By RaeAnn Slaybaugh
Prior to enlisting One Call Now notification technology (text-messaging en masse) at Seventh-day Adventist Church in Adairsville, Georgia, email was the main channel for keeping members up-to-date on church happenings.
As Elder Woody Davis explains, this approach presented a handful of challenges and limitations.
“People just didn’t get the information quickly,” he explains. “I started looking for something better after we had to cancel church one Saturday due to an ice storm. We let people know by email, but we never knew if they got it.”
When Davis looked into it, the emails weren’t seen for two, three — sometimes four — days. He would hear “Oh, I never saw that” a lot.
But with a text message, he says, they’re usually checking it within a few seconds. And, as Davis points out, even if they don’t respond, they usually see it before they see an email.
Here, he talks about the process and payoffs of embracing a new way of communicating.
How did you build the database of phone numbers to populate your notification technology platform?
Woody Davis: Honestly, I probably did it the hard way because I’m very detail-oriented. When we first started using One Call Now, I used our church directory to cross-check everyone’s cellphone numbers, emails and home phone numbers as I saw them at church. Even landlines were important to collect, since — if someone doesn’t have a cellphone — One Call Now will “read” them the text message on their home phone.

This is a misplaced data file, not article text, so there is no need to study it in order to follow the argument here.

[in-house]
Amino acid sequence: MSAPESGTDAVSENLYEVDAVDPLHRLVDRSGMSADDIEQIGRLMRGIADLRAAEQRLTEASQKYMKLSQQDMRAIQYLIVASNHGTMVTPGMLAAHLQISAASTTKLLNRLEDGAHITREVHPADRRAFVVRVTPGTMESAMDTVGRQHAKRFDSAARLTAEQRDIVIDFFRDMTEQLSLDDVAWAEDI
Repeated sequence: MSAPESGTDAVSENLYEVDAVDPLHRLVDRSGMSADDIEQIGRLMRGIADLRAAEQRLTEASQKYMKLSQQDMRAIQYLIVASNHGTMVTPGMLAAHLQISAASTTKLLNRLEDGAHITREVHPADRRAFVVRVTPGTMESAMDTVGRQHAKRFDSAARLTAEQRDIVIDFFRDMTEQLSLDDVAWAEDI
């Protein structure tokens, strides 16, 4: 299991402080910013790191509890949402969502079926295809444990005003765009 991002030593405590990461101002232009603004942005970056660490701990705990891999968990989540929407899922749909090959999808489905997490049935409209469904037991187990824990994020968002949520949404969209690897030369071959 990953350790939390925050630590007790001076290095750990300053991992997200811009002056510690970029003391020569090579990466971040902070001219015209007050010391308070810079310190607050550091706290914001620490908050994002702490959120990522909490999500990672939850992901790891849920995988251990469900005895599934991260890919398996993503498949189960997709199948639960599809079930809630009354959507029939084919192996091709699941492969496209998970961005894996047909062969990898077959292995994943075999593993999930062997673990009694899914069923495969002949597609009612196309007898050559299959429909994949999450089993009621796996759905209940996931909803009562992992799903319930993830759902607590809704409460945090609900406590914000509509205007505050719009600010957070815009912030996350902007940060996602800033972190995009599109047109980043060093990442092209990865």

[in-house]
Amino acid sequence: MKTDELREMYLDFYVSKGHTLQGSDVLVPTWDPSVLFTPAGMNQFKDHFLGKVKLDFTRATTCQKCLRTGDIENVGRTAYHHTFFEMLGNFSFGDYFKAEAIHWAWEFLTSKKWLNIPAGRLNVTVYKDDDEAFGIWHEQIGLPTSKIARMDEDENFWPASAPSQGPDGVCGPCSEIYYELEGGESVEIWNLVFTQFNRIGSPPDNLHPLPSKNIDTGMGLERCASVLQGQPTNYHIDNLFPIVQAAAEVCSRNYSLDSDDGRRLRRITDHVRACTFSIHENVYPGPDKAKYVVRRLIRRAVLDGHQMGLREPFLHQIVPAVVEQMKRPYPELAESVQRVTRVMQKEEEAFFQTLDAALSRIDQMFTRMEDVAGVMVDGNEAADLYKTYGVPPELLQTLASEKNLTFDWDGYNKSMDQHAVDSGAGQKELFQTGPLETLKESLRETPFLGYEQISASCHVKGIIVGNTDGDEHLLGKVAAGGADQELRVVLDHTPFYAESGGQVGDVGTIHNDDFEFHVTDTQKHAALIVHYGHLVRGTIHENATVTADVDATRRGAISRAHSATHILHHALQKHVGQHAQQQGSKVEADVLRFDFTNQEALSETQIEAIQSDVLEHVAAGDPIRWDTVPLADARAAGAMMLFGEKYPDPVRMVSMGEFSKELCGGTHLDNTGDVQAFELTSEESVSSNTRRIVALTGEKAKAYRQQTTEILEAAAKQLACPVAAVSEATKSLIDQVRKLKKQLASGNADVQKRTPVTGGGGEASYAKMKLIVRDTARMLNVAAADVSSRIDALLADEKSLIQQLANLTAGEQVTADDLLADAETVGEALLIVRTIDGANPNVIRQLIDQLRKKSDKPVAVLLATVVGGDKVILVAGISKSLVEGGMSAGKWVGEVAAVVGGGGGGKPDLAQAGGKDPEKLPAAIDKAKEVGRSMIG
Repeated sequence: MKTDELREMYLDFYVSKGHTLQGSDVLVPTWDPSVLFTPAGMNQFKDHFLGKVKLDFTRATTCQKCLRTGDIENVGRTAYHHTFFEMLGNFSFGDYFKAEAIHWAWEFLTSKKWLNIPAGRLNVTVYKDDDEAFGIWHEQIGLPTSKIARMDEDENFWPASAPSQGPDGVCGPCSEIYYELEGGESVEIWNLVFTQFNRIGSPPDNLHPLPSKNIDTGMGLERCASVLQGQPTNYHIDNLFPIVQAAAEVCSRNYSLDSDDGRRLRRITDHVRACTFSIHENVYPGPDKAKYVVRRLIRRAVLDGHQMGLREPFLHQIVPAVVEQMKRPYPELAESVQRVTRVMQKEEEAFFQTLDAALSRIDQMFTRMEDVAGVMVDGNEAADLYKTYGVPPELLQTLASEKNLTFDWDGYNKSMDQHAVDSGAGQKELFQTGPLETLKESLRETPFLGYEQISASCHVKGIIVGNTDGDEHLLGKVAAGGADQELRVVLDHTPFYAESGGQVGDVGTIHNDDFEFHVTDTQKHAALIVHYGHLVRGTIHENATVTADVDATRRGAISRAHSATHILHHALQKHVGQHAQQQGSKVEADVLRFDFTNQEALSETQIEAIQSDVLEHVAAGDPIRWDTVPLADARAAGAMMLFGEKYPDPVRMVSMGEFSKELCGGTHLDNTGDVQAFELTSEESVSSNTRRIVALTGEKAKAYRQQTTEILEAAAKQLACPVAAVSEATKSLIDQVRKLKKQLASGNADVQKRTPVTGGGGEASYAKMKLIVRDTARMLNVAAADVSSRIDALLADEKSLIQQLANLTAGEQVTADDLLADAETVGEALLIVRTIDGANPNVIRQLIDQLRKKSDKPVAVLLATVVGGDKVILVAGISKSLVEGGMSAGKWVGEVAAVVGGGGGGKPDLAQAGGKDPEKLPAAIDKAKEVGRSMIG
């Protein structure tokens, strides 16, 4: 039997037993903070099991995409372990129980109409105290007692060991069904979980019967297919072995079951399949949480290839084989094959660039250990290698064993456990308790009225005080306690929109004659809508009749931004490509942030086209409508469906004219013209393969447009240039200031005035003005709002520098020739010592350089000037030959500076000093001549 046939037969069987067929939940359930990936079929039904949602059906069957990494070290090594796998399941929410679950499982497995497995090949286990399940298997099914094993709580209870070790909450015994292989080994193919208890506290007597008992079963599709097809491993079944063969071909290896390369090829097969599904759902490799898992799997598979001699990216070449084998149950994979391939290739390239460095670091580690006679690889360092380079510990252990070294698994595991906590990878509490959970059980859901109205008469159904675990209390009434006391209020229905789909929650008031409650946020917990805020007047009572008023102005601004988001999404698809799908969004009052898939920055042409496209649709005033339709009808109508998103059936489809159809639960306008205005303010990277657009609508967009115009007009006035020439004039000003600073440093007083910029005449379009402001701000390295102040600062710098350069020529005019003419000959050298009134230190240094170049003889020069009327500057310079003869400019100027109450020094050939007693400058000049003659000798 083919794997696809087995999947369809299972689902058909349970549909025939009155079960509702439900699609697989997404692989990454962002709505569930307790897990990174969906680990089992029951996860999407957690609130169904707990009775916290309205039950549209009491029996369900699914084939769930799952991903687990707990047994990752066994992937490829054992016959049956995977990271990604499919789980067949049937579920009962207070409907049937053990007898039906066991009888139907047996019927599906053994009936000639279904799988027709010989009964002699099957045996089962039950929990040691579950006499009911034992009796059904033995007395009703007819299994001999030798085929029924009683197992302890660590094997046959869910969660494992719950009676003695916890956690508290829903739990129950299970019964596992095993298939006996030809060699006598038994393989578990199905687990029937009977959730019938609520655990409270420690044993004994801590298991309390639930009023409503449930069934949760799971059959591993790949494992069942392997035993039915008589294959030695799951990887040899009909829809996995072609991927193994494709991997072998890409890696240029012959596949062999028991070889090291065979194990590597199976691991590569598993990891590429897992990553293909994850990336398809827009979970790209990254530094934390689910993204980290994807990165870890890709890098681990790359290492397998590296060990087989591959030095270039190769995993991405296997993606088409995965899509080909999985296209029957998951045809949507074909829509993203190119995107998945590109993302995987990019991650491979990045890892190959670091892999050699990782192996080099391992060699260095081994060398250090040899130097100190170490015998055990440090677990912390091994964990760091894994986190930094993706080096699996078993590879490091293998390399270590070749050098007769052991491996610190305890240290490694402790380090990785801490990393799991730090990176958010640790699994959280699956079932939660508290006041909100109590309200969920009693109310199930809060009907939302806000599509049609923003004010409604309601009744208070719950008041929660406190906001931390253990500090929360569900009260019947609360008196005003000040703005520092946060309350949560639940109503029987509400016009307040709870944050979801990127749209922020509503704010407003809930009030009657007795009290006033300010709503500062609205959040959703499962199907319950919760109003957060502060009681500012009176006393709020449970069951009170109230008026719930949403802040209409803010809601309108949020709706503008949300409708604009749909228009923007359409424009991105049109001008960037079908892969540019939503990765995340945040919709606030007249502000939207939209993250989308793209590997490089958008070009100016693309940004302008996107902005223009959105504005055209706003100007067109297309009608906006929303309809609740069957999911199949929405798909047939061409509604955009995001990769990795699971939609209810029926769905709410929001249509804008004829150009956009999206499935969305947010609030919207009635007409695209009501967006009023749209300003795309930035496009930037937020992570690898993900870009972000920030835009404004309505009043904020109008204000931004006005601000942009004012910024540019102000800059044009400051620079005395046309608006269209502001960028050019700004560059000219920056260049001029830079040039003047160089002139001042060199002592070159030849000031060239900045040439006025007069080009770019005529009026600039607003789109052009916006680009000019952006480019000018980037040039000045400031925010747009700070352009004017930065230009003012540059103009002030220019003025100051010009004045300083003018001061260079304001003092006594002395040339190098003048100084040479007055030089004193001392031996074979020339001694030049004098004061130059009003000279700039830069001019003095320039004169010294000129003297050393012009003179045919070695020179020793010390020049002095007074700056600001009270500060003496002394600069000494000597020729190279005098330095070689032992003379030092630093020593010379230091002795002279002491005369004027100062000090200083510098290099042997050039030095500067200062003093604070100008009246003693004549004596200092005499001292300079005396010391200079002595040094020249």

One day, I stood in the foyer and literally added the church as a contact (“Church Alert”) on everybody’s phone, then texted the word “alert” to that contact. From there, I could make sure they’re in our One Call Now database.
Now, as members join our church, they’re bringing me their phones and saying, “I hear you can put me on a text-messaging list.”
How difficult is it to keep that text-messaging database up to date?
Davis: It’s real simple; it’s in an Excel spreadsheet. I just type in the name and number, then click the group for which they want to receive texts.
I have one group that’s called Entire Membership. Then, I have Elders, Deacons, Deaconesses and Pathfinder (my youth group) and Pathfinder Staff.
I save that information and import it into One Call Now.
“Now, as members join our church, they’re bringing me their phones and saying, ‘I hear you can put me on a text-messaging list.'” — Woody Davis
Compared to email, how much time do you save every week using notification technology?
Davis: Oh, a ton, because I can do it from my cellphone if the pastor or anybody calls me up and says, “Hey, can you send out a text for me?” I might cut down what they send me, or reword it — depending on how many characters I can use — and then I send it out en masse. Done.
In the past week, how many times have you used notification technology? For what purposes?
Davis: In a normal week, I use it for my youth group the most — probably four to six texts per week.
I also send two to three texts a week to the entire membership.